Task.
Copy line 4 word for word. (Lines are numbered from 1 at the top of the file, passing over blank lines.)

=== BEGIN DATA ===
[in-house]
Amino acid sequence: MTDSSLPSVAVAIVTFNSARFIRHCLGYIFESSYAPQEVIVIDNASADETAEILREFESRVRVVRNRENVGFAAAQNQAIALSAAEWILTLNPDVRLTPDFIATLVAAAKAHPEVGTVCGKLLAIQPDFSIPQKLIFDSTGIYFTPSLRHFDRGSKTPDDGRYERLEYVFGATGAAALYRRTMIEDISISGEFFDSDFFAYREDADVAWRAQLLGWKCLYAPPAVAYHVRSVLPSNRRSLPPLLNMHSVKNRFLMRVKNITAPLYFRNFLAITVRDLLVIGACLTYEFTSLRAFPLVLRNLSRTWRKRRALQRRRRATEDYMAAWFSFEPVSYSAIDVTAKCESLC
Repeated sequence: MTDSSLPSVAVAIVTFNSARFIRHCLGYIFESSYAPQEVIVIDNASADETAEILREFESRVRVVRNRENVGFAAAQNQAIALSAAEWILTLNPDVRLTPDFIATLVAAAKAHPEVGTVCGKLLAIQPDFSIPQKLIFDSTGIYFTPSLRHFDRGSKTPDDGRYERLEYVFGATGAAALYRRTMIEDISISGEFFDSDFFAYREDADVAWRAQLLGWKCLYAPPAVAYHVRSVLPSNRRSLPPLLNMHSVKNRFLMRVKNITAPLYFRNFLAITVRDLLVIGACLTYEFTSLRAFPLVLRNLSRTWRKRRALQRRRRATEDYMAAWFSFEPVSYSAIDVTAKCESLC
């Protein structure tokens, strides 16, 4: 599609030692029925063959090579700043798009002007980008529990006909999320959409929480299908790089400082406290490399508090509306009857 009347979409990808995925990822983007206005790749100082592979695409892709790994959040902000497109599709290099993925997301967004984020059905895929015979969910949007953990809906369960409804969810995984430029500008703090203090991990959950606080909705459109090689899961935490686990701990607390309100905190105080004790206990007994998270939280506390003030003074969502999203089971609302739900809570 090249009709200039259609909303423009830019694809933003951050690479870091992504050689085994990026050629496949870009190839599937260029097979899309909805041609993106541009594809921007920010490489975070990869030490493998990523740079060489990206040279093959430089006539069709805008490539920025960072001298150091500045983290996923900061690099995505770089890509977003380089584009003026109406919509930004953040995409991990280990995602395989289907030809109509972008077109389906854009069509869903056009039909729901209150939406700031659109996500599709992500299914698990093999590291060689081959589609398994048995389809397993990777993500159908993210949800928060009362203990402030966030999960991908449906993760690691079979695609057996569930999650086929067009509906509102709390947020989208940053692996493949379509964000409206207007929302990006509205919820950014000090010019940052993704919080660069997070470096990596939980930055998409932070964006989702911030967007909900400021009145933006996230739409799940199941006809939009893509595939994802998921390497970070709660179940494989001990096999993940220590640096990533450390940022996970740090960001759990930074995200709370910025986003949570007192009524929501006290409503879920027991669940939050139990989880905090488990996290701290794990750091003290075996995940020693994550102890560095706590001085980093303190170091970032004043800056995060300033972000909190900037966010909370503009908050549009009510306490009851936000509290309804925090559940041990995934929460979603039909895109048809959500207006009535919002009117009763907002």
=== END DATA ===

């Protein structure tokens, strides 16, 4: 599609030692029925063959090579700043798009002007980008529990006909999320959409929480299908790089400082406290490399508090509306009857 009347979409990808995925990822983007206005790749100082592979695409892709790994959040902000497109599709290099993925997301967004984020059905895929015979969910949007953990809906369960409804969810995984430029500008703090203090991990959950606080909705459109090689899961935490686990701990607390309100905190105080004790206990007994998270939280506390003030003074969502999203089971609302739900809570 090249009709200039259609909303423009830019694809933003951050690479870091992504050689085994990026050629496949870009190839599937260029097979899309909805041609993106541009594809921007920010490489975070990869030490493998990523740079060489990206040279093959430089006539069709805008490539920025960072001298150091500045983290996923900061690099995505770089890509977003380089584009003026109406919509930004953040995409991990280990995602395989289907030809109509972008077109389906854009069509869903056009039909729901209150939406700031659109996500599709992500299914698990093999590291060689081959589609398994048995389809397993990777993500159908993210949800928060009362203990402030966030999960991908449906993760690691079979695609057996569930999650086929067009509906509102709390947020989208940053692996493949379509964000409206207007929302990006509205919820950014000090010019940052993704919080660069997070470096990596939980930055998409932070964006989702911030967007909900400021009145933006996230739409799940199941006809939009893509595939994802998921390497970070709660179940494989001990096999993940220590640096990533450390940022996970740090960001759990930074995200709370910025986003949570007192009524929501006290409503879920027991669940939050139990989880905090488990996290701290794990750091003290075996995940020693994550102890560095706590001085980093303190170091970032004043800056995060300033972000909190900037966010909370503009908050549009009510306490009851936000509290309804925090559940041990995934929460979603039909895109048809959500207006009535919002009117009763907002």